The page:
A few days back, Bhiwani was just another nondescript north Indian town. Its unique feat of sending five boxers to the Olympics was known to only the die-hard sports fan.
Eight days into the Games the scenario changed, and how. The entire nation --- and probably some boxing pockets in the world --- have been enthralled by the exploits of the Bhiwani pugilists --- Akhil Kumar, Jitender Kumar and Vijender Kumar. The three are on the cusp of rewriting Indian boxing history, and this city now hopes for at least one medal from its quarter-finalist trio.
Famous it's now become but it isn't as if Bhiwani evolved into a boxing mecca overnight with the three Kumars booking quarter-final berths. "Boxing is in our blood. This is the best way we can earn name and fame," Vijender had said before leaving for Beijing. "Boxing was always popular in the city and, with the coming of some big names in the recent times, the sport has fanned the imagination of many a youngster," he added.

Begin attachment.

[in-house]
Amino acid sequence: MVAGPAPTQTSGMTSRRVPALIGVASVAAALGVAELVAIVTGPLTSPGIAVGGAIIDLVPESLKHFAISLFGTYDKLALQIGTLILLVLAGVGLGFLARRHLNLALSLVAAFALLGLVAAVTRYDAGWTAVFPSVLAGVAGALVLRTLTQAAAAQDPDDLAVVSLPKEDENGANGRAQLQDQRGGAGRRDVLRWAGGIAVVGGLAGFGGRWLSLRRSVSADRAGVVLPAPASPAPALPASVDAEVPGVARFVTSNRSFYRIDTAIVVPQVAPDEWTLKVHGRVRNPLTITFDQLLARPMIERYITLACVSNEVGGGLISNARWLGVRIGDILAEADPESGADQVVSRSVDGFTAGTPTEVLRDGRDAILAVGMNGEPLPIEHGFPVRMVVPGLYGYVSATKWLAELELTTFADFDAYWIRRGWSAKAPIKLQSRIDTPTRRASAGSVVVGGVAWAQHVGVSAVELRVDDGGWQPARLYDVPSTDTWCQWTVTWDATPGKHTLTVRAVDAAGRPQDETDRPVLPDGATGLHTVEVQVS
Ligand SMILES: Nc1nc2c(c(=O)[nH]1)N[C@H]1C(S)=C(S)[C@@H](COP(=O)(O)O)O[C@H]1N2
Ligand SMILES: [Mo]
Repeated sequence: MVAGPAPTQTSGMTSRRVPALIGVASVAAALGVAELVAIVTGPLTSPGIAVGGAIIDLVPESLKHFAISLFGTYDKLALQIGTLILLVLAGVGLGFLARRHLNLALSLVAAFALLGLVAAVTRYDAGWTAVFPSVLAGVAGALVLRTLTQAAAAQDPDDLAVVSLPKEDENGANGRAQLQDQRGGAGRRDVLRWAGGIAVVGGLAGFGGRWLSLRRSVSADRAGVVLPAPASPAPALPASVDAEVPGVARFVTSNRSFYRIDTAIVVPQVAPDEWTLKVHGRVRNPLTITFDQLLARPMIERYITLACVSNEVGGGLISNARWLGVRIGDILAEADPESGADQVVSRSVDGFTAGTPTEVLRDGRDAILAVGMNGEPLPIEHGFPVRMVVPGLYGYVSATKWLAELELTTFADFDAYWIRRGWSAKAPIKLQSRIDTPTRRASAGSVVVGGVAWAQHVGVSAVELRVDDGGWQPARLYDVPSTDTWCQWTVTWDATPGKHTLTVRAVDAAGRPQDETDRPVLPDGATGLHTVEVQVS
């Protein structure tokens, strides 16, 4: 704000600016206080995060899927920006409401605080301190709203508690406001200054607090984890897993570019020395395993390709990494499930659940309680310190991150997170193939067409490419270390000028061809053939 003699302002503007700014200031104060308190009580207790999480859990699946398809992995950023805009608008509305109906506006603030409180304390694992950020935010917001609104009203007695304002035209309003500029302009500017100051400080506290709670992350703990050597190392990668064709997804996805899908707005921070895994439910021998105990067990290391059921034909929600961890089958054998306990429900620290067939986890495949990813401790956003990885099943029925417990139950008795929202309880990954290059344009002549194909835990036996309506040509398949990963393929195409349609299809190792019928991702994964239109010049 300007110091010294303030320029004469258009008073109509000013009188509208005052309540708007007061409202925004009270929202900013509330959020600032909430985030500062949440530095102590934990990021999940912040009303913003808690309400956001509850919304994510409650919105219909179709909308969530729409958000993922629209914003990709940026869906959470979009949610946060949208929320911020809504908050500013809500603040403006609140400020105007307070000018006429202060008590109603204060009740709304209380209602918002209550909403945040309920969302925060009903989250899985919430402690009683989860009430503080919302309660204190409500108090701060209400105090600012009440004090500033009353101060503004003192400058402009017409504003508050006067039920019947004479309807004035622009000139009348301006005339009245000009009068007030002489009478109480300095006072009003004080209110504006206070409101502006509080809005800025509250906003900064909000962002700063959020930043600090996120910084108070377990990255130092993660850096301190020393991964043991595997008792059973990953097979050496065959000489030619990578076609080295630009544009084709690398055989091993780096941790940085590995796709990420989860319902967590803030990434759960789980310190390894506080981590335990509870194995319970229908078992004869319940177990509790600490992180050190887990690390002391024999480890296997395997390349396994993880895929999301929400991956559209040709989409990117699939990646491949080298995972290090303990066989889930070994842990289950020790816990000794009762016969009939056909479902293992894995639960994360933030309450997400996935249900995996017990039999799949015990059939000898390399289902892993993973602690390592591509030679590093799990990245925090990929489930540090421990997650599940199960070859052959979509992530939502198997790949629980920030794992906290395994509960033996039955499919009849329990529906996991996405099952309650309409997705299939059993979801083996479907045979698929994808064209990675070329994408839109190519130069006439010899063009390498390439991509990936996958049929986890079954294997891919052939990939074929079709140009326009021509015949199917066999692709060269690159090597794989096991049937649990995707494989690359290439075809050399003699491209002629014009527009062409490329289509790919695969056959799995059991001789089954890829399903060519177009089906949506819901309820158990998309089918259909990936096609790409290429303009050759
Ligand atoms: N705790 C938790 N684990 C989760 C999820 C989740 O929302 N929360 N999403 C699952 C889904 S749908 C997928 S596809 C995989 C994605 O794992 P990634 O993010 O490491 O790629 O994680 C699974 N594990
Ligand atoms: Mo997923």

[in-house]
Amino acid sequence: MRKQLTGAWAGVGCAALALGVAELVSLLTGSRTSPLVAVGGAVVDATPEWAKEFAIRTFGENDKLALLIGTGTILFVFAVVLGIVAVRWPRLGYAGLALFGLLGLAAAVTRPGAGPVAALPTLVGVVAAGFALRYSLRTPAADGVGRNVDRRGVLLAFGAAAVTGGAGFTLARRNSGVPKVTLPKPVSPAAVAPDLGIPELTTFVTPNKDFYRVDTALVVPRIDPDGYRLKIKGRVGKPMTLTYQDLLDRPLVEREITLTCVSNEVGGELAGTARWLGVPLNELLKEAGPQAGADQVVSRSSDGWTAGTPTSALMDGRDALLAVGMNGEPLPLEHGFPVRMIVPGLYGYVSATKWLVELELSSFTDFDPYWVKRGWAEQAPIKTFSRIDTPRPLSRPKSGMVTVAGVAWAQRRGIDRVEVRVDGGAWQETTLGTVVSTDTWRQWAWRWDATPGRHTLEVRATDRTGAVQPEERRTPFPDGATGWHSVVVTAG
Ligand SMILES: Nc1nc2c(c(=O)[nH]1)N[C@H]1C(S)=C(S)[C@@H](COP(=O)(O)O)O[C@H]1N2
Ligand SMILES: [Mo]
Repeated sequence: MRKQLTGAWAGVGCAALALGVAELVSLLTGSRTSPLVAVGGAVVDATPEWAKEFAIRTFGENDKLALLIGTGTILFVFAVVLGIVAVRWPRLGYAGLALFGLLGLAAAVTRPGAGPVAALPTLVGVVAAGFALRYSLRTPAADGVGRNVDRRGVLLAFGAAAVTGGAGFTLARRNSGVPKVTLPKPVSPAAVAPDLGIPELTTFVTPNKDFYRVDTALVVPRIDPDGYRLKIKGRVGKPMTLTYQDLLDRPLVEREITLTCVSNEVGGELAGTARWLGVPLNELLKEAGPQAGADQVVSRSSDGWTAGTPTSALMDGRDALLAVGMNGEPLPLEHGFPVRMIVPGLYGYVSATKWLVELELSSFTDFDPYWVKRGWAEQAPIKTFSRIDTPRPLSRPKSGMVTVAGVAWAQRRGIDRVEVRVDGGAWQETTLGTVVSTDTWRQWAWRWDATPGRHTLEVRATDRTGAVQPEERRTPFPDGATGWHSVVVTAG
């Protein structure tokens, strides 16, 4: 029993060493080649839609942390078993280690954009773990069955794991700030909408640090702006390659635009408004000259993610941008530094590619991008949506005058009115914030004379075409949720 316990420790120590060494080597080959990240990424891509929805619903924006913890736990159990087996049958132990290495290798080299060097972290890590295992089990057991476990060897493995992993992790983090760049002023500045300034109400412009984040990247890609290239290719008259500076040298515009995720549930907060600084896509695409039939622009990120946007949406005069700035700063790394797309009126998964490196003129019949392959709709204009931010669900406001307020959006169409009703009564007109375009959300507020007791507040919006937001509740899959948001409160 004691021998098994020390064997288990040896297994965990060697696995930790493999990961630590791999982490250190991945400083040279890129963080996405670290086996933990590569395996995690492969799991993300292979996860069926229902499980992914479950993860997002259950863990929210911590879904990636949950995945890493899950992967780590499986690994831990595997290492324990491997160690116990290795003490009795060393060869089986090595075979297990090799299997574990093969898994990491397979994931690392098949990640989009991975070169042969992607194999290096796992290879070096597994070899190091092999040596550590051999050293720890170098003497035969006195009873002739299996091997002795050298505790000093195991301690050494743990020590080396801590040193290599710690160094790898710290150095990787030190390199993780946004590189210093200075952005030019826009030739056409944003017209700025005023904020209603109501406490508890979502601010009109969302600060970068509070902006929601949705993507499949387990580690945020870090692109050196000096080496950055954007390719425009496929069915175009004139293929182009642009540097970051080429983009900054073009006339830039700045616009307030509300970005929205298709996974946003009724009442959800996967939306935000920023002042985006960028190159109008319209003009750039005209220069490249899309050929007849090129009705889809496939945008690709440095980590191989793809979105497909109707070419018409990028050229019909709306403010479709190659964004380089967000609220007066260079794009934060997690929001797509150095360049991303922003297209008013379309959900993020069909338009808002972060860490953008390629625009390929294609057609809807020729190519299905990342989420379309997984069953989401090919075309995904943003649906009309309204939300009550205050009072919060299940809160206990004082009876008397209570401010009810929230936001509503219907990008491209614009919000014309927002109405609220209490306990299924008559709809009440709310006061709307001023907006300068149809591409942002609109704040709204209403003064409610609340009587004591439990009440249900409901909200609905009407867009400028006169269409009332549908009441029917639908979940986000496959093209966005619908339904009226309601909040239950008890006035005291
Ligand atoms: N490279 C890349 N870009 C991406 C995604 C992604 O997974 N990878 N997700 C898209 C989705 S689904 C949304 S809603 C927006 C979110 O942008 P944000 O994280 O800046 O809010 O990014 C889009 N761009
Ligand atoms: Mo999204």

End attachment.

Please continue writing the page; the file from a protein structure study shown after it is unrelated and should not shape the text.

Boxing has come up in such a big way in the last couple of years that many private academies have mushroomed. The city that used to have only two centres in the 80s now has eight, including five private schools coaching more than a 1,000 boxers. This all started with late Hawa Singh and Rajinder Singh Yadav, who contributed a lot to producing world-class boxers. Now the baton has been passed on to Sports Authority of India (SAI) coach Jagdish Singh. He has been instrumental in producing numerous international-level boxers including Akhil, Vijender, Jatinder and Dinesh.
"We are getting lot of trainees from nearby villages, but the maximum come from village Kalwash. There is a boxer in almost every house of the village and the sport is as popular as cricket," said SAI coach Jagdish Singh.